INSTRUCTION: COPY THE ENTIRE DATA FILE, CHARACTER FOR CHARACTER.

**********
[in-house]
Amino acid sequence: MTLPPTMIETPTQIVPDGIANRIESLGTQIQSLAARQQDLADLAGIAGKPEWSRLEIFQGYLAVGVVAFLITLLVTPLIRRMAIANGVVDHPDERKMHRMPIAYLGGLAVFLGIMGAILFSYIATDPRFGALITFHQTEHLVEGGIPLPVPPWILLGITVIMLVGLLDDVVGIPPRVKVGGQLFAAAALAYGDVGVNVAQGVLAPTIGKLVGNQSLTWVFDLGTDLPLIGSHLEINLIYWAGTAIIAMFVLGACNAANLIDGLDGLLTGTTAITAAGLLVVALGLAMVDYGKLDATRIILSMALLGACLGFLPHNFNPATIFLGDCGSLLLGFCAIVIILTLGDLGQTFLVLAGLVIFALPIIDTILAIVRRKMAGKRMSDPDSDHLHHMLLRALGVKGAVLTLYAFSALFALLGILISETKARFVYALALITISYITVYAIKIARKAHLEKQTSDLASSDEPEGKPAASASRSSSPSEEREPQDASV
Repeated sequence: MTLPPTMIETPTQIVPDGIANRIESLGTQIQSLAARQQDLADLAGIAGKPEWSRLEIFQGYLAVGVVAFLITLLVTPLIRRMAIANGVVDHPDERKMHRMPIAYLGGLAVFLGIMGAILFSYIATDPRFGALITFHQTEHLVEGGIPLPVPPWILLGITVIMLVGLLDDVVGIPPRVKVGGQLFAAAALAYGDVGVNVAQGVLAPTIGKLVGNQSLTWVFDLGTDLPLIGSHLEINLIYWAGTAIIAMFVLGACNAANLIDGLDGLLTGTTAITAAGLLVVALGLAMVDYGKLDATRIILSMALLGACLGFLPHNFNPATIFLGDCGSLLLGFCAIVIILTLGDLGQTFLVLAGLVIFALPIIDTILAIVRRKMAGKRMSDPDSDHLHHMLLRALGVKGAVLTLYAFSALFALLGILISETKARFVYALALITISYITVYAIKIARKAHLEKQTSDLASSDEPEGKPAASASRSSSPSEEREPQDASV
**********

[in-house]
Amino acid sequence: MTLPPTMIETPTQIVPDGIANRIESLGTQIQSLAARQQDLADLAGIAGKPEWSRLEIFQGYLAVGVVAFLITLLVTPLIRRMAIANGVVDHPDERKMHRMPIAYLGGLAVFLGIMGAILFSYIATDPRFGALITFHQTEHLVEGGIPLPVPPWILLGITVIMLVGLLDDVVGIPPRVKVGGQLFAAAALAYGDVGVNVAQGVLAPTIGKLVGNQSLTWVFDLGTDLPLIGSHLEINLIYWAGTAIIAMFVLGACNAANLIDGLDGLLTGTTAITAAGLLVVALGLAMVDYGKLDATRIILSMALLGACLGFLPHNFNPATIFLGDCGSLLLGFCAIVIILTLGDLGQTFLVLAGLVIFALPIIDTILAIVRRKMAGKRMSDPDSDHLHHMLLRALGVKGAVLTLYAFSALFALLGILISETKARFVYALALITISYITVYAIKIARKAHLEKQTSDLASSDEPEGKPAASASRSSSPSEEREPQDASV
Repeated sequence: MTLPPTMIETPTQIVPDGIANRIESLGTQIQSLAARQQDLADLAGIAGKPEWSRLEIFQGYLAVGVVAFLITLLVTPLIRRMAIANGVVDHPDERKMHRMPIAYLGGLAVFLGIMGAILFSYIATDPRFGALITFHQTEHLVEGGIPLPVPPWILLGITVIMLVGLLDDVVGIPPRVKVGGQLFAAAALAYGDVGVNVAQGVLAPTIGKLVGNQSLTWVFDLGTDLPLIGSHLEINLIYWAGTAIIAMFVLGACNAANLIDGLDGLLTGTTAITAAGLLVVALGLAMVDYGKLDATRIILSMALLGACLGFLPHNFNPATIFLGDCGSLLLGFCAIVIILTLGDLGQTFLVLAGLVIFALPIIDTILAIVRRKMAGKRMSDPDSDHLHHMLLRALGVKGAVLTLYAFSALFALLGILISETKARFVYALALITISYITVYAIKIARKAHLEKQTSDLASSDEPEGKPAASASRSSSPSEEREPQDASV